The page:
Matthew Bowman has written a fine and thoughtful piece about the different “Mormonisms” of Mitt Romney and Jon Huntsman, the two members of our faith who are, at present, making noise about their interest in pursuing the Republican nomination for president next year. Bowman’s basic thesis is that the differences between the two men in how they talk and relate to others in the context of their religious beliefs, and, consequently, their differences in how they may potentially reach out to voters in the Republican primaries and then the general election, is greatly a function of their ages: that there is a “generation gap” between a Mormon who came of age in the mid-1960s (as Romney did) and the late 1970s (as Huntsman did), and that this gap is meaningful.
I agree with Bowman that the gap is meaningful—but I disagree that it is as meaningful as he makes it out to be, and I also think he missed some of what, more crucially, actually makes it meaningful, to whatever degree that is.
Matt writes intelligently about the deeply patriotic “business Mormonism” that characterized the mid-twentieth-century Mormon elite. By the time polygamy had been dead (or at least strongly encouraged to seem so) for a couple of generations, you really did have a group of pioneer-stock Mormons—which Romney is; his own father was born in the Mexican Mormon colony of Colonia Dublán, which was founded by members of the faith fleeing anti-polygamy persecution—that was utterly committed to succeeding on the organizational, meritocratic terms of postwar America. And it’s true that you can see echoes of that legacy in Romney’s occasional awkwardness in dealing with, as Bowman put it, “the cultural diversity and religious pluralism evident in late twentieth-century America.”
But this video of Romney awkwardly campaigning in a black community lends a bit of even weightier evidence to Bowman’s thesis about the Mormonism Romney came from—evidence that Bowman, strangely, never touches upon. When Mitt Romney went out to proselytize to the world as a Mormon missionary in 1966, he was defending a church that still banned African Americans from holding positions of priesthood authority, which is an absolutely central part of the church’s administrative life. By the time Jon Huntsman when out on his mission in 1979, that policy had been changed. The removal of the single largest albatross around our church’s neck, in terms of moving away from its vaguely isolationist, communitarian, and theocratic past, and toward becoming one community among many in America’s hyper-liberal present, between the years when Mitt was a young Mormon man and when Jon was one, can’t possibly be ignored.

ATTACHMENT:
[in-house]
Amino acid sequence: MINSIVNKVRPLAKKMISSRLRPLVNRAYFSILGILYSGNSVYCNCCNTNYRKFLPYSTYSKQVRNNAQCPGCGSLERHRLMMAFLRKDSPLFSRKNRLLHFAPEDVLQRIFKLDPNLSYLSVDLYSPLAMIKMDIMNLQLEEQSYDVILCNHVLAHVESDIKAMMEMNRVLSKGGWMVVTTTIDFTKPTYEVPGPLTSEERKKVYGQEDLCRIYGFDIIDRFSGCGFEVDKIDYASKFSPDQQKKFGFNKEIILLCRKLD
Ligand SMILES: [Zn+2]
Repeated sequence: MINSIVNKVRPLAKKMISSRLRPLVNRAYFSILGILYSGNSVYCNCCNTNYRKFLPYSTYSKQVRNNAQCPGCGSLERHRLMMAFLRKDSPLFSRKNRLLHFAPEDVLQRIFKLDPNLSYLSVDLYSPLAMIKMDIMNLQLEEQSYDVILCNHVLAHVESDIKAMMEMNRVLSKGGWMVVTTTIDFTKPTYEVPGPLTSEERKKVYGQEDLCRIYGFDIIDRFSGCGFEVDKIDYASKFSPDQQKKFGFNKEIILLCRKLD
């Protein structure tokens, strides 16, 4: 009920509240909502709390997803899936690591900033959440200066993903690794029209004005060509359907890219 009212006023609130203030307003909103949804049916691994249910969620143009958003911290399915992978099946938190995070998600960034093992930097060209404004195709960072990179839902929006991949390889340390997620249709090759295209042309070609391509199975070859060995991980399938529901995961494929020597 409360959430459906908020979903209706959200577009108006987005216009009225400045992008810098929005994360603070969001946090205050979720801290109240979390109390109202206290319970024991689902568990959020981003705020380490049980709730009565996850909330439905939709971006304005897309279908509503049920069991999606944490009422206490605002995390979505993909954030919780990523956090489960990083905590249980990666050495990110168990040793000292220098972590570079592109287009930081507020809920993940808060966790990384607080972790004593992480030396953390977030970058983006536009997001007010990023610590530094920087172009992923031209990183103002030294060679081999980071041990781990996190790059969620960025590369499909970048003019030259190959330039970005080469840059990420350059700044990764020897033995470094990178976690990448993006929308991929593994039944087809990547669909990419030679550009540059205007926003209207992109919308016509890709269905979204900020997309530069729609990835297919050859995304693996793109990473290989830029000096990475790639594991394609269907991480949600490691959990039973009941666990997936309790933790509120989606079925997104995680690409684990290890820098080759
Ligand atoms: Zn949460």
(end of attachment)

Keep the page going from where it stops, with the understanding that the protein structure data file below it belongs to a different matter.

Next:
But this generation gap should not be made into a larger explanatory variable than it is for Romney and Huntsman’s relative appeal. Bowman writes a good deal about the legacy of President Gordon B. Hinckley, who led our church through the 1990s, and he’s correct to do so: Hinckley was in so many ways an unexpectedly savvy leader, a man comfortable with the media and how the “American way of life” was being transformed by globalization and technology. It’s absolutely true that American Mormons over the past 20 years have been led, in all sorts of ways both subtle and obvious, to accommodate themselves to being in a busy, diverse, individualistic world. However, Bowman chooses not to incorporate into his essay how the years under Hinckley were arguably spent fine-tuning and polishing the veneer on a process of moral retrenchment. After all, it was during those same years that Utah went from being an imbalanced but still politically patchworked state to becoming the most Republican state in the country, and the church developed the public rhetoric that has led directly to its engagement in the culture wars, particularly regarding homosexuality, to a degree which it hasn’t since the 1970s. So, while the church that shaped Romney may have been less comfortable with the structures and media of American pluralism than was the case when Huntsman was coming of age, it simply isn’t true that Huntsman’s church, a generation (or at least a decade and a half) later, was somehow significantly more moderate or flexible. It has simply chosen, for better and/or for worse, different battles than it did in the past—ones more in line with the general conservative movement that help shore up what many once assumed to be fundamental values.
So if the real explanation for the difference between Romney and Huntsman can’t be reduced to a generational difference, what is it? Probably simple piety: Huntsman doesn’t take his Mormonism quite as seriously as pioneer-stock Romney does. Bowman’s essay constructs a valid cultural-historical argument, but, as it chooses not to tell the most important part of a relevant history and not to touch on the most obvious religious variable at work between Romney and Huntsman, it is missing where the better reason for their differences lies.
Russell Arben Fox is an associate professor of political science at Friends University in Wichita, Kansas.
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